Special Olympics is an international organization that unleashes the human spirit through the transformative power and joy of sports every day, around the world. Through work in sports, health education and community building, Special Olympics is addressing inactivity, injustice, intolerance and social isolation by encouraging and empowering people with intellectual disabilities which leads to a more welcoming and inclusive society.
Although Special Olympics Virginia has always been about building a respectful, inclusive society, its earliest purpose lay in improving the quality of life for persons with intellectual disabilities through access to sport and recreation.
Incorporated as Virginia Special Olympics in 1975, the first office was housed in Norfolk. Later operating out of the Children’s Rehabilitation Center in Charlottesville in the late 70s and the Central Virginia Training Center in Lynchburg in the early 80s, the office finally settled on Richmond as a permanent location.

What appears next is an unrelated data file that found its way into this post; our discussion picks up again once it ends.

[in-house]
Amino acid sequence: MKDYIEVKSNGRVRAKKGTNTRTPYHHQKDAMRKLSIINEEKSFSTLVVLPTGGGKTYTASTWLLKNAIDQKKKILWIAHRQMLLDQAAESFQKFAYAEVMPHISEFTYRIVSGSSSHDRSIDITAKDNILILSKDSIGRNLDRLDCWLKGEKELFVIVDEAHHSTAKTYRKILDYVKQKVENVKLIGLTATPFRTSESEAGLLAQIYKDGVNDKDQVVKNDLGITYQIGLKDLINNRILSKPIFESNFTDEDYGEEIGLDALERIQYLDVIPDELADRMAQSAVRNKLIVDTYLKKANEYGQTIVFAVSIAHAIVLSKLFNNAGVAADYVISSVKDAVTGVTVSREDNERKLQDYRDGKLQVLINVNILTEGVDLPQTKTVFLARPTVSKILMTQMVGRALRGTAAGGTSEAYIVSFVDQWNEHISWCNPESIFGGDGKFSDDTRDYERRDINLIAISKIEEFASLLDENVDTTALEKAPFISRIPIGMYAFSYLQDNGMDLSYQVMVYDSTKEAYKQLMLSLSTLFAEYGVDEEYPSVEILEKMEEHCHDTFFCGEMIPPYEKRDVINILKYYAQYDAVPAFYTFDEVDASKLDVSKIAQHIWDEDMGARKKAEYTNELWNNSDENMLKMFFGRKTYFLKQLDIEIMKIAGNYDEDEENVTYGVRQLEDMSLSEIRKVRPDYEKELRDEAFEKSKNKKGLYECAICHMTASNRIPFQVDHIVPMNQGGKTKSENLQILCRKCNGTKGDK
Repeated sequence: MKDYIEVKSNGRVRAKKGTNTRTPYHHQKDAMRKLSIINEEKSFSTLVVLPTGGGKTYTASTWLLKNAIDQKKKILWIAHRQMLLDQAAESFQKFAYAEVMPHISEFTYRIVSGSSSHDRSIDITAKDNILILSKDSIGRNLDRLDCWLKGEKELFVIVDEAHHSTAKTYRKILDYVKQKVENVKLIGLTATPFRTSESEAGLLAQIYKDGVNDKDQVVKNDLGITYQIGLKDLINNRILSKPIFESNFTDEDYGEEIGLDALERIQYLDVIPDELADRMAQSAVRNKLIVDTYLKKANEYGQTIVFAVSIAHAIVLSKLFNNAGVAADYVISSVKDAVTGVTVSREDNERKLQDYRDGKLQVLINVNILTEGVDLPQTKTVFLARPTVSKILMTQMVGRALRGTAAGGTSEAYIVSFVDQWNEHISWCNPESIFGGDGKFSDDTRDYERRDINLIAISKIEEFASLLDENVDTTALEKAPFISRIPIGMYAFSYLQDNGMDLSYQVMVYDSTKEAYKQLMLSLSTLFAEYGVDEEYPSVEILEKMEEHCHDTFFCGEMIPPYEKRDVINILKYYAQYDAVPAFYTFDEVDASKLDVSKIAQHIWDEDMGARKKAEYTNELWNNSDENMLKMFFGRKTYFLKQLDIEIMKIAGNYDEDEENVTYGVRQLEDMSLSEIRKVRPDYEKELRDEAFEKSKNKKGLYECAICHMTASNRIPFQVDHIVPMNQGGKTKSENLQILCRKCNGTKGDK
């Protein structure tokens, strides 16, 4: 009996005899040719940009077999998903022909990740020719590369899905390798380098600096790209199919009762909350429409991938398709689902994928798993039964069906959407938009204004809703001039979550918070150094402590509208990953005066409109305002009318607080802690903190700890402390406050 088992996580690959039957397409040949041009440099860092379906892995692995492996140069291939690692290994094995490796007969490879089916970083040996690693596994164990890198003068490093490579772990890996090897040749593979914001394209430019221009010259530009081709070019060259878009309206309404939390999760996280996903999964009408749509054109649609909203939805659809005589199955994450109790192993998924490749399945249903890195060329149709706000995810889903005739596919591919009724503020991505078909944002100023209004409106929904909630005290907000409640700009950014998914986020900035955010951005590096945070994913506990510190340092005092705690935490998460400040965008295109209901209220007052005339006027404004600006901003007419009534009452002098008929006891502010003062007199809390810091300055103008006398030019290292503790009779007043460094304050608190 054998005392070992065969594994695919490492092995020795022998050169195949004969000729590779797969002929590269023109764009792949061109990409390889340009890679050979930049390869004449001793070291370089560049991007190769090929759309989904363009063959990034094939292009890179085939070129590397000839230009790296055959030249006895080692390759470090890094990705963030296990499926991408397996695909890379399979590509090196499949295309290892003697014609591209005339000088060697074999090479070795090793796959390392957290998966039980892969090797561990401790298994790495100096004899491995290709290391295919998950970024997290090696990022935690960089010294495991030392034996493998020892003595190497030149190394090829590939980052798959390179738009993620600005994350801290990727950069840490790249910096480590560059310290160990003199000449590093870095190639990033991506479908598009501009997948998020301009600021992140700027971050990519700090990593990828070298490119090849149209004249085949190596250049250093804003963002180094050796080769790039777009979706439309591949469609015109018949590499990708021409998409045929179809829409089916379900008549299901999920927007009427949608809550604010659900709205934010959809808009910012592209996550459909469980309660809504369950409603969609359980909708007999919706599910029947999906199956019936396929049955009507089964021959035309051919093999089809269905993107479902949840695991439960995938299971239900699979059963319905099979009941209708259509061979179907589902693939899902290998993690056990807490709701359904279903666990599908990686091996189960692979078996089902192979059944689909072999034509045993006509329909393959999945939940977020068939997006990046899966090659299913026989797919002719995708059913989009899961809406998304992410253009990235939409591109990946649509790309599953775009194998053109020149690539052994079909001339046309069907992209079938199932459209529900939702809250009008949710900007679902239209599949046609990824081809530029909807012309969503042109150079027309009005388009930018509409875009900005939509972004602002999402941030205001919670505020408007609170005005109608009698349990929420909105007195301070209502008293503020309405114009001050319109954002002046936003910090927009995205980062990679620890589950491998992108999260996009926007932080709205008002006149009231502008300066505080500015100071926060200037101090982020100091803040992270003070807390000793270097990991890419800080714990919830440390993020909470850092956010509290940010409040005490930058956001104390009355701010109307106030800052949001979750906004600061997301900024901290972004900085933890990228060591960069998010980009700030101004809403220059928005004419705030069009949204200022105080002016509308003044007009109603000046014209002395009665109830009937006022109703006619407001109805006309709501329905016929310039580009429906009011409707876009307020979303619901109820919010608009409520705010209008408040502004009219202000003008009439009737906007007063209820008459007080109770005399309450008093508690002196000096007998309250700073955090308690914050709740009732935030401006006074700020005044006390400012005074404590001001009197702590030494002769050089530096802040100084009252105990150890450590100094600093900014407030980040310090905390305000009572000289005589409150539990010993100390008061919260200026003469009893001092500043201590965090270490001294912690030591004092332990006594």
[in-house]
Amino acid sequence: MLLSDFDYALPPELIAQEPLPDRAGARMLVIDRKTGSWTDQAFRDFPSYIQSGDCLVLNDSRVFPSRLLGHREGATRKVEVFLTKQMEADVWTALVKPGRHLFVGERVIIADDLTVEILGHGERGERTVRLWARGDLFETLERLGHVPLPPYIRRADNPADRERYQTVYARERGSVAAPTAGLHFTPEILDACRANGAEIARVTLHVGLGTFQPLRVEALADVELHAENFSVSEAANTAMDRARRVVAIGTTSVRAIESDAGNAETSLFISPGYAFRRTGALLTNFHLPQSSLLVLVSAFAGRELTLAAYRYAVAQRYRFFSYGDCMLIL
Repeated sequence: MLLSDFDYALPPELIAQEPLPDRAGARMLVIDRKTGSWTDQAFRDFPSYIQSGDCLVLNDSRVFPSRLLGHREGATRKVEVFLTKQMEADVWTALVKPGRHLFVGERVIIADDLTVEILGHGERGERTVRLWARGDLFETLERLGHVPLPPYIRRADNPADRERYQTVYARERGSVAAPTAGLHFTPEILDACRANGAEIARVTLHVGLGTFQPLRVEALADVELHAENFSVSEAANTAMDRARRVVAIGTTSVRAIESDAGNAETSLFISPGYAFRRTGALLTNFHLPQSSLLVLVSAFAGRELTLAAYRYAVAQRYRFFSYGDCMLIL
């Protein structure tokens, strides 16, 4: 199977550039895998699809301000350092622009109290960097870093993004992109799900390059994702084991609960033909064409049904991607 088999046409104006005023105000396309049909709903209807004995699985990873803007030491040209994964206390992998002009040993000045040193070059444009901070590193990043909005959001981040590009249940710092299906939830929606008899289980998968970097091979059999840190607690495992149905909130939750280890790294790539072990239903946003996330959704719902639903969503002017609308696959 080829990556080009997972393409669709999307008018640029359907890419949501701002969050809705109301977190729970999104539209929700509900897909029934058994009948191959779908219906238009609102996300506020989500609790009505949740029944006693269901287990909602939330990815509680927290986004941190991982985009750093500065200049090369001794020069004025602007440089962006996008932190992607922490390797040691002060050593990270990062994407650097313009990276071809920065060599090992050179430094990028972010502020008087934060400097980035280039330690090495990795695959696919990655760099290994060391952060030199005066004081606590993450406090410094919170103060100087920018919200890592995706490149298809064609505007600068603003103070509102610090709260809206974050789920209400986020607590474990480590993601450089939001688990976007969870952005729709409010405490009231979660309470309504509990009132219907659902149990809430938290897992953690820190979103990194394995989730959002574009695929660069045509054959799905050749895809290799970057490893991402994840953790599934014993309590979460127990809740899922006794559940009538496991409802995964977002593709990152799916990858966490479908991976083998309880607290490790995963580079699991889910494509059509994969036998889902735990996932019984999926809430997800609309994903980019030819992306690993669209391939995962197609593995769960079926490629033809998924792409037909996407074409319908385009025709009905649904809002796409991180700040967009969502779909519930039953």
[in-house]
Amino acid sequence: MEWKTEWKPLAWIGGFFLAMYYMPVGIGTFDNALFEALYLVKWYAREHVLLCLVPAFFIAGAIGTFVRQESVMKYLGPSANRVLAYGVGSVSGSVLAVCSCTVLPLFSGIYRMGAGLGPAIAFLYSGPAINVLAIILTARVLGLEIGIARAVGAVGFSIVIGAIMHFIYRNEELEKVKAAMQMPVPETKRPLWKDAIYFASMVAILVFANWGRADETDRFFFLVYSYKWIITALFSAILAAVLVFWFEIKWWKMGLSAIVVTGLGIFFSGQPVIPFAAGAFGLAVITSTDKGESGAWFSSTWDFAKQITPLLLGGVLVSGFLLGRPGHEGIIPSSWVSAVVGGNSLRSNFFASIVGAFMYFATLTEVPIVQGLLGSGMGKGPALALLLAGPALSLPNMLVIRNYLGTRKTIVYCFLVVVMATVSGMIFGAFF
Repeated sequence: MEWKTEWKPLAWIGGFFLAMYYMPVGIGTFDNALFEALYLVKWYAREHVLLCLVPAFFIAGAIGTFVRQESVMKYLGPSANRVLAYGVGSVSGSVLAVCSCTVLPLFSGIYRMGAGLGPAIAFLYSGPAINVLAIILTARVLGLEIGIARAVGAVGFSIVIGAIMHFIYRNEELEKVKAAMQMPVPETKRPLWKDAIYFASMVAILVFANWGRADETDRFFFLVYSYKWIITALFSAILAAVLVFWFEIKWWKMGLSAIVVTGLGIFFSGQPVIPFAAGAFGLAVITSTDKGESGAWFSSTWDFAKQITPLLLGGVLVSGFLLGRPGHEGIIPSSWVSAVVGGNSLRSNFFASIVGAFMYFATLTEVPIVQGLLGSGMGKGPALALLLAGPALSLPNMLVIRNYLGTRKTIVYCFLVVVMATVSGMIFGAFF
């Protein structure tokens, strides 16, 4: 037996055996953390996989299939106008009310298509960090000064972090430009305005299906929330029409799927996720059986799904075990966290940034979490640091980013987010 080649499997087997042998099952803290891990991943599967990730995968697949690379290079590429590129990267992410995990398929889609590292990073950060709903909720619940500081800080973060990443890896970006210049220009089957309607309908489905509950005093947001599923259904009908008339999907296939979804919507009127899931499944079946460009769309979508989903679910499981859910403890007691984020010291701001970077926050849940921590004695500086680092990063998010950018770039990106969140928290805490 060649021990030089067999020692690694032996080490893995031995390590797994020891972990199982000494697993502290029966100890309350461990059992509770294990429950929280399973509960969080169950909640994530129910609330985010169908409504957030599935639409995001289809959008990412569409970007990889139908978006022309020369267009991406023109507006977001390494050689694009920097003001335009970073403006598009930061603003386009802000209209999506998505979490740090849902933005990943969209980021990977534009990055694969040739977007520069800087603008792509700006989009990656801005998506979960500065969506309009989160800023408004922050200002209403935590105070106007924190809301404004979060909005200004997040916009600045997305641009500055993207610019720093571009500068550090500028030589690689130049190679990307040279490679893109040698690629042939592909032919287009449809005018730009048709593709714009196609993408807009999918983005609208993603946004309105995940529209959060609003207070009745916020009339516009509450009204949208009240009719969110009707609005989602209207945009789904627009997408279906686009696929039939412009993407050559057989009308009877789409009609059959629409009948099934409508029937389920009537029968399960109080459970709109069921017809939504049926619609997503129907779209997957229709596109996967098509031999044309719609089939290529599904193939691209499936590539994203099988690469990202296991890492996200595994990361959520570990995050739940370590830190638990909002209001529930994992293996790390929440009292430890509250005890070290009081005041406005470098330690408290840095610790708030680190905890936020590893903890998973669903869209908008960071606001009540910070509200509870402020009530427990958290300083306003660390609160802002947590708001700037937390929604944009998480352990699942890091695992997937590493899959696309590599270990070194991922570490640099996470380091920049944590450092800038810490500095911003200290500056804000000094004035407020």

The first Summer International Games attended by Virginia athletes was held in 1979 in Brockport, New York, followed by participation in the first Winter International Special Olympics Games in 1985 in Park City, Utah. Since those early days, the now Special Olympics World Games, have been held at summer and winter venues around the globe, including Austria, Canada, Ireland, Japan, China and Greece.
Virginia Special Olympics held its first Summer Games at Virginia Tech and later at Lynchburg College, prior to establishing a now almost 30-year relationship with the University of Richmond in 1985. The current state championship format and annual calendar were adopted in 1987 followed by a change in corporate identity in 1998 (from Virginia Special Olympics to Special Olympics Virginia). A refreshed brand identity was released in mid-2012 and will be fully adopted in Virginia by 2015. Special Olympics Virginia now provides state championships in 13 Olympic-style sports for more than 11,000 actively involved athletes, 30 locally based programs, 20,000 volunteers, and hundreds of activities throughout the year.
In addition to its core sports programs, Global Messengers, Young Athletes™ and Healthy Athletes® provide Special Olympics athletes with opportunities for building self-advocacy skills, greater access to employment, community involvement and improved health.
With continued financial and volunteer support, Special Olympics Virginia is poised to build a bigger, better community for the more than 140,000 children and adults with intellectual disabilities living in the state of Virginia.